The style of music that we listen to most and enjoy may change every decade, but that sense of communication and feeling always remains. If you, or someone close to you, suffer from mental health conditions, you may find that they listen to music quite a lot, or even play it.
Music has a way of helping us express emotions that we don’t even understand ourselves, and can put these feelings into meaningful lyrics, or just a tune that resonates with every fibre of our being.
For many, music is a lifeline that keeps them tethered to the world, and without it, so many of us would be lost entirely. It is because of this link that music therapy was developed, and it is a great way to learn how to channel your feelings and combat mental illness. As someone who suffers from crippling anxiety and waves of depression, I have always been interested in trying this form of therapy out.
Whether you like to play the music or listen to it, you might be surprised to discover how beneficial this form of treatment can be, and in this extensive article, we look at the different ways in which music therapy can boost mental health.
What is Music Therapy?
Music therapy is classed as a form of expressive therapy that works to improve physical and mental health through the expression of emotions. There are two forms of music therapy, and these are called active and receptive. In the former, you will create music with your therapist or group (depending on the type of therapy you have sought).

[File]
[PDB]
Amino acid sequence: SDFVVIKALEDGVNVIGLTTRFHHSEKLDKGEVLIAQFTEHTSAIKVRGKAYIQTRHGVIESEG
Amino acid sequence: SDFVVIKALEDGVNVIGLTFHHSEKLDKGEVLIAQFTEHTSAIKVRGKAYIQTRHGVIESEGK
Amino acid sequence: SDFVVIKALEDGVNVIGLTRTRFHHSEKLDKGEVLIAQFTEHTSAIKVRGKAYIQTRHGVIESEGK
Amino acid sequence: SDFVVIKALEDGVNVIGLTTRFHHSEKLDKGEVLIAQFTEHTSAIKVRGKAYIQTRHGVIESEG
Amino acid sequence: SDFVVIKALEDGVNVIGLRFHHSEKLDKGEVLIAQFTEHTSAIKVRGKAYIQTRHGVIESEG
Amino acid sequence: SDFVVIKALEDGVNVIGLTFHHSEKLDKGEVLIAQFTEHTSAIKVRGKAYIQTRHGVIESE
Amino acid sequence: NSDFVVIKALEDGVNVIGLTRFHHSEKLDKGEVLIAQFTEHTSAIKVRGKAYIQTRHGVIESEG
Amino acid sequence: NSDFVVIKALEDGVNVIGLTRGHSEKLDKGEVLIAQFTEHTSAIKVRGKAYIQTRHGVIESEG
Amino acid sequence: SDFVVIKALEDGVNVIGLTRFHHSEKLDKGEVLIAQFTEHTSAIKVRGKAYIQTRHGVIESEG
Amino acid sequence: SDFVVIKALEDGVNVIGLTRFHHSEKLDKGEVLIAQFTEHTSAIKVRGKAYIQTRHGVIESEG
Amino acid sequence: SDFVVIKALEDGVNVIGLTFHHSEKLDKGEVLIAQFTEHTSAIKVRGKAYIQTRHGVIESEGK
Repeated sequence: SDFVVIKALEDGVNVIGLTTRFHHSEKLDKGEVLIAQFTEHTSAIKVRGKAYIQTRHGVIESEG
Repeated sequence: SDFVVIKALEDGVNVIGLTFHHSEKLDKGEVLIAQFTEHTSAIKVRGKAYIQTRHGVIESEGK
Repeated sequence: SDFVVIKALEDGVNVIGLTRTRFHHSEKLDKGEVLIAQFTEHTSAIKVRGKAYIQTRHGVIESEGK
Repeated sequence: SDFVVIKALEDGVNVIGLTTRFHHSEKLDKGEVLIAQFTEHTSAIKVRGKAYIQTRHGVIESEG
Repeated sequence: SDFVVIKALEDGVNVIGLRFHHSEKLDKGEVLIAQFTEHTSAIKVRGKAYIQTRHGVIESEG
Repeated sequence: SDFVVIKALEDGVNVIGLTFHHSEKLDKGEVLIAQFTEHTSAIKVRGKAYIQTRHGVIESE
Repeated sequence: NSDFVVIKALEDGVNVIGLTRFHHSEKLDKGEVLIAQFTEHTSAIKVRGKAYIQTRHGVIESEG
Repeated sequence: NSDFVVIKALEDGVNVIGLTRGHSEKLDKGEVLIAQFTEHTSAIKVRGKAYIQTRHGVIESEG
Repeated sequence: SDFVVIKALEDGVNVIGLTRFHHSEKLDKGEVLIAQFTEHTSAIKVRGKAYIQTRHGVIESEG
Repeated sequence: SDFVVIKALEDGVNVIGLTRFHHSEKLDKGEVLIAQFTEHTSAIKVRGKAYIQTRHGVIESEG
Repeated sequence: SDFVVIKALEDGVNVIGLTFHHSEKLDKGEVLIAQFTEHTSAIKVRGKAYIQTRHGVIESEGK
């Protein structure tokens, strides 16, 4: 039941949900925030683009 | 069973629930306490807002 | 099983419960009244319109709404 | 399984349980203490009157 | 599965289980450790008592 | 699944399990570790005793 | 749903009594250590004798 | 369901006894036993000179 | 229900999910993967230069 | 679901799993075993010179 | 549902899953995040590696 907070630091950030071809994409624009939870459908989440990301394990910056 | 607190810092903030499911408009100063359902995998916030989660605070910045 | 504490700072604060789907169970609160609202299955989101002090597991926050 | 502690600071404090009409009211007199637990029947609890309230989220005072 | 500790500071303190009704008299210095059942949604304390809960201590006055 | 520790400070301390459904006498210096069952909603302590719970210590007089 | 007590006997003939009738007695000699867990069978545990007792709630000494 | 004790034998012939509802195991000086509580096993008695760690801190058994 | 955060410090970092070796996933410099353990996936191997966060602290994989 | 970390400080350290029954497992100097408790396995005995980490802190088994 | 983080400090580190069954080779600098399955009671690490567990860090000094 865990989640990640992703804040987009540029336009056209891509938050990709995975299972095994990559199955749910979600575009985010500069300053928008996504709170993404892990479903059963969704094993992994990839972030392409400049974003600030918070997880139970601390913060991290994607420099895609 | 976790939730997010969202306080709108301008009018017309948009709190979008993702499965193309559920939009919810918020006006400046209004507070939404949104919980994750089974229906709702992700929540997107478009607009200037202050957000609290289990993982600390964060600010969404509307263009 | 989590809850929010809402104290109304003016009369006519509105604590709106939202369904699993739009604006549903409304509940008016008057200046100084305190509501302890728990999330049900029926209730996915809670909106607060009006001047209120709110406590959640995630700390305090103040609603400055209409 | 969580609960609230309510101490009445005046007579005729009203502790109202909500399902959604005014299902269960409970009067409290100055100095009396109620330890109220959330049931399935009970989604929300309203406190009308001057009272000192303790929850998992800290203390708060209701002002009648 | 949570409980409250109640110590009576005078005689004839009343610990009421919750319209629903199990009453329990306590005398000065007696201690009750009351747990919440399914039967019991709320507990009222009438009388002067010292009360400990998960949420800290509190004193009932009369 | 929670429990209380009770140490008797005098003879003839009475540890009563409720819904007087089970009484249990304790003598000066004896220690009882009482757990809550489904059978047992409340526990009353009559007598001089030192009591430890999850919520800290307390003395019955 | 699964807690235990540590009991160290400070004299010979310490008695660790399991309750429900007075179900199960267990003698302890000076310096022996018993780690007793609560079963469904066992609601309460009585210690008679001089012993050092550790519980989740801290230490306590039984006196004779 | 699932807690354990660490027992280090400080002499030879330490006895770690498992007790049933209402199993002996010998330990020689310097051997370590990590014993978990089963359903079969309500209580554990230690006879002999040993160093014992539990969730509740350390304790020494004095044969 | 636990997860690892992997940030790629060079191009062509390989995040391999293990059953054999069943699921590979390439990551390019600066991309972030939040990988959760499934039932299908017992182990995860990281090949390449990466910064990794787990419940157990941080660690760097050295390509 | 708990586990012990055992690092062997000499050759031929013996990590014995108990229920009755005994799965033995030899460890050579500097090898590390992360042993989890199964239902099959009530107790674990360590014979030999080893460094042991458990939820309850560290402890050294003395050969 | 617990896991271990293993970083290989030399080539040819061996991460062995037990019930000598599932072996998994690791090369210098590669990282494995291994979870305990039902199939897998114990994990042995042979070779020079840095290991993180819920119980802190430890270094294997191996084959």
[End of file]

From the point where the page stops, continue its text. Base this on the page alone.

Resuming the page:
This helps you to deal with emotions, alleviate stress, and can even relieve the symptoms of conditions like Alzheimer’s (something we will look at later). Receptive music therapy, on the other hand, is where you listen to music while you draw or partake in other relaxing activities.
In short, music therapy tends to consist of three potential activities: playing music, singing, or listening to music. You can either create your own music or learn to play specific pieces that you will practice and develop over time – it depends on your personal preferences. You also have plenty of choices, as you can decide what kind of music therapy you take as well as the type of music that you play.
One thing that makes a lot of people nervous is the fact that they do not know how to play a musical instrument. The great thing is that you don’t need to worry about that. Music therapy tends to involve instruments similar to the following: Drums, Cymbals, Wood blocks, Bells, Simple harps, Xylophone, Tambourines, Maracas.
These are basic instruments that don’t require skill or knowledge, and you can still have a great deal of fun playing them. Plus, they are just as expressive as a guitar or piano.
What Can it Do for Mental Health?
So how does this form of therapy impact mental health, and what kind of general advantages can it have? We will look at the ways in which it can help specific mental illnesses later, but for now, here is what you can expect it to do for you as a whole.
For starters, music therapy starts conversation, and it gets you talking about topics that you would have otherwise found difficult to discuss by having you rework lyrics, but also analysing the words that go with some of the songs you love the most. It creates a relaxed environment in which to talk, and one that doesn’t feel frightening or like actual therapy – allowing you to talk about past and present feelings alike without fear of judgement.
Leading on from this, you may also get the chance to write your own songs. This engages the creative parts of your mind, and rewards you with a sense of pride and self-worth. You can choose the instruments that go with the way you are feeling and create something truly expressive.